Monday, May 25, 2009
I had an American moment today as I was waiting for a friend to pick me up from a trail head. My keys were in the center compartment chillin with some tapes, along with the shiny spare tucked inside a leather wallet. And the doors were locked. I don't know how they became locked. Lets just say it happened. So sitting on the trunk of a dusty green car, Ipod battery fatigued, at a mountainous beginning to endless trails I had no choice but to soak it all in. And it couldn't have been a more American scene without Abe Lincoln walking out of the woods swinging a Happy Meal. It didn't hit me until a spankin new car with a "Women for Obama" sticker drove up to the trail blasting country music and sporting a curious dog looking out the back. The music really set the scene. A lone dirt road with a crooked reddish "Dust Abatement" sign resting half on some rocks. At least a half dozen small stars and stripes flags sticking out of the ground, waving in the wind in front of an oddly formed middle class subdivision. Rain on one side of the sky, creeping closer and sun on the other, like clouds had never existed. A large white cross maybe ten feet high, to one side, oddly placed and for no obvious reason. No one else was really around, except for the woman and her dog walking past the log fence and bypassing the trial to walk straight up a small rocky hill. I'm pretty sure that's what its all about and I may have just written a country song.
Thursday, May 21, 2009
St. Louis, MO, May 12, 2009 -- Defending champion Yury Shulman, of Barrington, Ill., and Varuzhan Akobian, of North Hollywood, Calif., broke from the pack to take the joint lead of the 2009 U.S. Chess Championship at the Chess Club and Scholastic Center of Saint Louis.
Saint Louis, May 13, 2009 -- After five rounds of the U.S. Chess Championship, Michael Brooks of Kansas City, Mo., has an impressive three points, putting him just one point out of first place. Brooks, of Kansas City, has defeated two grandmasters with ratings higher than 2600, including the seventh- and 15th-ranked players in the country.
St. Louis, Mo., 14 May, 2009 -- The leaderboard flipped Thursday in the seventh of nine rounds of the 2009 U.S. Chess Championship held at the Chess Club and Scholastic Center of Saint Louis. At the end of the day, the three top seeds coming into the tournament, and a 17-year-old rising star, shared first place.
Saint. Louis, May 16 -- After eight rounds of tense competition at the 2009 U.S. Chess Championship, two young players enter the final round tied for the lead and the title.
Saint Louis, May 17 -- Hikaru Nakamura, 21, of White Plains, N.Y., won the the 2009 U.S. Chess Championship after winning in the ninth and final round at the Chess Club and Scholastic Center of Saint Louis.
Monday, May 18, 2009
Saturday, May 09, 2009
And here's a round up of the goings on so far:
ST. LOUIS, May 5, 2009 -- Two-time American Women's Chess Champion Jennifer Shahade helped kick off festivities for the 2009 U.S. Chess Championship in St. Louis with a marathon afternoon of 25 simultaneous contests against members of the Chess Club and Scholastic Center of Saint Louis, host of this year's U.S. Chess Championship May 7-17 in the showpiece, new $1 million facility.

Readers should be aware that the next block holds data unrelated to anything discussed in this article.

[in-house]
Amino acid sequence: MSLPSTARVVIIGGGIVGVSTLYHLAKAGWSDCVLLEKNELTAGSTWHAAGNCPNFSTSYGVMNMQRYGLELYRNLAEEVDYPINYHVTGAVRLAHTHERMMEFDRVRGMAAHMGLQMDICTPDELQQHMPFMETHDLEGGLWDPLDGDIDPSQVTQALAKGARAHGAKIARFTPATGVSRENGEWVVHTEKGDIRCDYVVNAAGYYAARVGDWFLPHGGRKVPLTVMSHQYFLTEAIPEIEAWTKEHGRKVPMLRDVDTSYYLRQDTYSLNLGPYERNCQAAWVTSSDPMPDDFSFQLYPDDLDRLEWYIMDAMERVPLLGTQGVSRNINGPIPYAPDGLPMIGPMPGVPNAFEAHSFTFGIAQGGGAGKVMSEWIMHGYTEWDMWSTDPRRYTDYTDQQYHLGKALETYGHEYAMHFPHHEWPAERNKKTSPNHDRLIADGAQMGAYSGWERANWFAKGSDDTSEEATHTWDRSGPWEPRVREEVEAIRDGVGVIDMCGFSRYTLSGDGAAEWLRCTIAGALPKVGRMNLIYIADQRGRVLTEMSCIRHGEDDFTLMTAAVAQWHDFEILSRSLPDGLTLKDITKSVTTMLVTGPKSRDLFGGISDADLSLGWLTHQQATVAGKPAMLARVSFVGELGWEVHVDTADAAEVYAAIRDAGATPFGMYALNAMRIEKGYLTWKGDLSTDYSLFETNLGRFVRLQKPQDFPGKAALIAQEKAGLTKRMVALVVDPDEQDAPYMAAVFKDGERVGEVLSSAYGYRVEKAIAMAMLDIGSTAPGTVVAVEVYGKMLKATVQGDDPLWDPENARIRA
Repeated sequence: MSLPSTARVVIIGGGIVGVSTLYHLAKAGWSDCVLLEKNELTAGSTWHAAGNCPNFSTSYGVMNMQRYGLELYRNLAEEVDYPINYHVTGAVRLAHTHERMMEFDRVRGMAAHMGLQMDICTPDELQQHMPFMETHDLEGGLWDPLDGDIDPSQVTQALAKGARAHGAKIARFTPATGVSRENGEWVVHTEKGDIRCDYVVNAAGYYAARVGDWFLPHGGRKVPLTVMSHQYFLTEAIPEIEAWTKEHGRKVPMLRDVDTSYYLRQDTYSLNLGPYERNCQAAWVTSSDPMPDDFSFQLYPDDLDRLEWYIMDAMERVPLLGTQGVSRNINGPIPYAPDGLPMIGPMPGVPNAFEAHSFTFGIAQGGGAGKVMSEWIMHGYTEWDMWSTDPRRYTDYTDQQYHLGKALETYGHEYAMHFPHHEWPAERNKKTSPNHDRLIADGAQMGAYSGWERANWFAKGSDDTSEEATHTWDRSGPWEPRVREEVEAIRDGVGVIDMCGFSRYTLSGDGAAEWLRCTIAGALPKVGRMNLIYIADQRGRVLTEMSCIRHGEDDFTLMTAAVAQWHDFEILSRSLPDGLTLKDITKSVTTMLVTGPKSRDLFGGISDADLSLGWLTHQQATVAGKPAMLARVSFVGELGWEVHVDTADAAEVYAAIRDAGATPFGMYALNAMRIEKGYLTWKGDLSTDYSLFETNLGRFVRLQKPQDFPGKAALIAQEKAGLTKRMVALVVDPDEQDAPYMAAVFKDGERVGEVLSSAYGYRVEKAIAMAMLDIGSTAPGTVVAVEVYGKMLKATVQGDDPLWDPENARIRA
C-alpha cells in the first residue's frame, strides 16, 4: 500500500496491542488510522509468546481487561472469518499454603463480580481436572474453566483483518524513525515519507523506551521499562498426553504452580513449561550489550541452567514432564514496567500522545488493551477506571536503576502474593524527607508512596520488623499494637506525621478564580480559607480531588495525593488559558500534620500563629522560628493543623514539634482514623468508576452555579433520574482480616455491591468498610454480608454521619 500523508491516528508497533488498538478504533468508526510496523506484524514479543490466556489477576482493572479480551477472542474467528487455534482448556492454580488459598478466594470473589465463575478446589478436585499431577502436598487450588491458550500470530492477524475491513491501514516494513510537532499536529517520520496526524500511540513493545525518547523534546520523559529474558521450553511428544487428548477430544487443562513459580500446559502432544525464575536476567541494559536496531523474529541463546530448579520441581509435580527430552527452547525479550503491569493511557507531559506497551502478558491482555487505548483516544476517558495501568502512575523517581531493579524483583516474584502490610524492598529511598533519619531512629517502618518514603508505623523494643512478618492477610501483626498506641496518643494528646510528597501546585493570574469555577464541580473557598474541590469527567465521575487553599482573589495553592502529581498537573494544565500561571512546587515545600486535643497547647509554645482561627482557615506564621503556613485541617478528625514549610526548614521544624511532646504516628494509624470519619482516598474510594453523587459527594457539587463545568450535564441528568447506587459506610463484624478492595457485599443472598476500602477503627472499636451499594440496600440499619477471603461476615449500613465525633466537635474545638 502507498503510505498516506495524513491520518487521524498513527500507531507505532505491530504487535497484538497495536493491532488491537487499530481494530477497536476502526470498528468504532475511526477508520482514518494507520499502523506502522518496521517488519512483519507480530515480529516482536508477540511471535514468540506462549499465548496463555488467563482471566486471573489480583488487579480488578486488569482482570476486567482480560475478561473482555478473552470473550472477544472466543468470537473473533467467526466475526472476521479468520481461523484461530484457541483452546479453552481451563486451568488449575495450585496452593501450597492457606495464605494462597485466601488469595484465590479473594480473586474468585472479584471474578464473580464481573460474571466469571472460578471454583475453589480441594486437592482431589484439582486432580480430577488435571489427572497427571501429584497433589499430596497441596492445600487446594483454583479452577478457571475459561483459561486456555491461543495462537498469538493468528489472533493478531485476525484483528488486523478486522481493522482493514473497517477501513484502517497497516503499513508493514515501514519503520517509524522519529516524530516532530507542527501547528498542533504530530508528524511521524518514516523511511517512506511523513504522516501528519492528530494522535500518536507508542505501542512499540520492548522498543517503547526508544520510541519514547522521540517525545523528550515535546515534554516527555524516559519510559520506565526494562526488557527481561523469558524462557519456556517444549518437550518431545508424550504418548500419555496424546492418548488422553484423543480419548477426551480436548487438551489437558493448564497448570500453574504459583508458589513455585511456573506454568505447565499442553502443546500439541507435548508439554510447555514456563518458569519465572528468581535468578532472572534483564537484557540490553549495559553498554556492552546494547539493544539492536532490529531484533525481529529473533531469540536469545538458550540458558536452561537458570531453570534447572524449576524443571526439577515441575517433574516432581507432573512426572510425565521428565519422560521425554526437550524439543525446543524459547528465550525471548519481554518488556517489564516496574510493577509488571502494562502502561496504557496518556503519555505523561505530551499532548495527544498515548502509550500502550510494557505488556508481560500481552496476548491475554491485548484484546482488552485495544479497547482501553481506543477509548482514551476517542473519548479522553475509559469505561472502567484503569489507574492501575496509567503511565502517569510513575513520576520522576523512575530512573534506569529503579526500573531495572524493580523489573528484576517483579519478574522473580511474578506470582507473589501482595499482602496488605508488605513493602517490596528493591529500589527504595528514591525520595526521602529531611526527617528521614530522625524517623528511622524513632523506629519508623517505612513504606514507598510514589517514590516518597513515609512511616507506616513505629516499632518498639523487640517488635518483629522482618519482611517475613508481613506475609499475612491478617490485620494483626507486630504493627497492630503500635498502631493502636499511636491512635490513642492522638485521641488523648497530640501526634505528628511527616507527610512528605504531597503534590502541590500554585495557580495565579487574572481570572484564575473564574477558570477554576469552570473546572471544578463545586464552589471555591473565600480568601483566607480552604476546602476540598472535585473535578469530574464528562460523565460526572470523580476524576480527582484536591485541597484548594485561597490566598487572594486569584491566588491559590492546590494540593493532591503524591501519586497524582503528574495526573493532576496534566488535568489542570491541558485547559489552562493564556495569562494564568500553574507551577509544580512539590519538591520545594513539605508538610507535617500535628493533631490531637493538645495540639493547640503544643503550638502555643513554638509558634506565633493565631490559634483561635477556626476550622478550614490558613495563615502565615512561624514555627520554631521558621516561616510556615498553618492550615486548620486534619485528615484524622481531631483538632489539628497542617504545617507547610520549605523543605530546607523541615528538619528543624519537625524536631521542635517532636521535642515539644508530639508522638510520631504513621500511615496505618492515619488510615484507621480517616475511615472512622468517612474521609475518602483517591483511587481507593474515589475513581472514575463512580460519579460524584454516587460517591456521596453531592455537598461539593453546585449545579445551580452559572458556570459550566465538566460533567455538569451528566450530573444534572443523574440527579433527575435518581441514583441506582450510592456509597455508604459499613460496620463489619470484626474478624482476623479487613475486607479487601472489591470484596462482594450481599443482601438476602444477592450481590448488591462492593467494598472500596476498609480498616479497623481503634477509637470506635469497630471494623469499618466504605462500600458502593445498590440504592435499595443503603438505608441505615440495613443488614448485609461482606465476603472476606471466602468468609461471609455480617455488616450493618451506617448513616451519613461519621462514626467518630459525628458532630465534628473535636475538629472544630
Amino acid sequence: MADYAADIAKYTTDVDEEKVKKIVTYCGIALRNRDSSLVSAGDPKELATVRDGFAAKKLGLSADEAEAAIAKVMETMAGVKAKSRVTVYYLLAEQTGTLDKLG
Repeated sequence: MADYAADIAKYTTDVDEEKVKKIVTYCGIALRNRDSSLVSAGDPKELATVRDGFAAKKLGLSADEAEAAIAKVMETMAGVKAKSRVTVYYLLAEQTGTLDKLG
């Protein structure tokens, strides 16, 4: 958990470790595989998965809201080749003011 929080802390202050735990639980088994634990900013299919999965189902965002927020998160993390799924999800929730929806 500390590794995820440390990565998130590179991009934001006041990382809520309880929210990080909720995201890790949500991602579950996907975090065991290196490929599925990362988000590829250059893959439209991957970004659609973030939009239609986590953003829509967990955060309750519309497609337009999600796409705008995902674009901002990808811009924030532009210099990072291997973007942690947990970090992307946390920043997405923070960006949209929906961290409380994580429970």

ST. LOUIS, May 7, 2009 -- Aloha Mischeaux, a finalist in the fourth season of the popular American Idol TV show, kicked off the 2009 U.S. Chess Championship in rousing fashion with a stirring rendition of the national anthem at the opening ceremonies for the tournament at the Saint Louis University Museum of Art on Thursday, May 7.
Saint Louis, May 9, 2009 - The defending champion of the U.S. Chess Championship, along with the top two rated players in the United States all were victorious Friday in the first round of the 2009 championship at the Chess Club and Scholastic Center of Saint Louis.
Sunday, May 03, 2009
I recently read Zuke 'Em The Colle Zukertort Revolutionized by David Rudel and I have to say, this is a book for us. Not the masters or the grand masters but us, the silent swarm of class, coffee house and club players that stealthily infiltrate society. The cover is odd no doubt, but don't be put off by it. It represents a new style in chess analysis and writing. Openness perhaps even on a daring scale. A lot of people don't respect the Colle of any variation. You may be one of them, I don't know. But Zuke 'Em acknowledges this lack of respect and goes one step further. We know the system has problems, but hey, lets address them, lets take a sparkling new unconventional look and see what we come up with. And we'll find some things. Like many of the toxic beliefs against the system are unfounded. And that black knight is going to c6 regardless of the cunning plan you've been working on for the last two hours.
As someone who has used the Colle for many years. Starting with the Koltanowski and slowly transitioning into the Zukertort by what seems to be an evolution of necessity. They're are a few articles in the book I found invaluable. Or at least I hope that whey will be. Chapter three dips into every piece on the board and notes what its good for and what its probably going to do. Chapter six covers Bf5. How I loathe Bf5. More importantly it reads like chess players think which is why it isn't sitting on the shelf, in the half read chess book section.
P.s. The answer to number 4? Because shes a lesbian.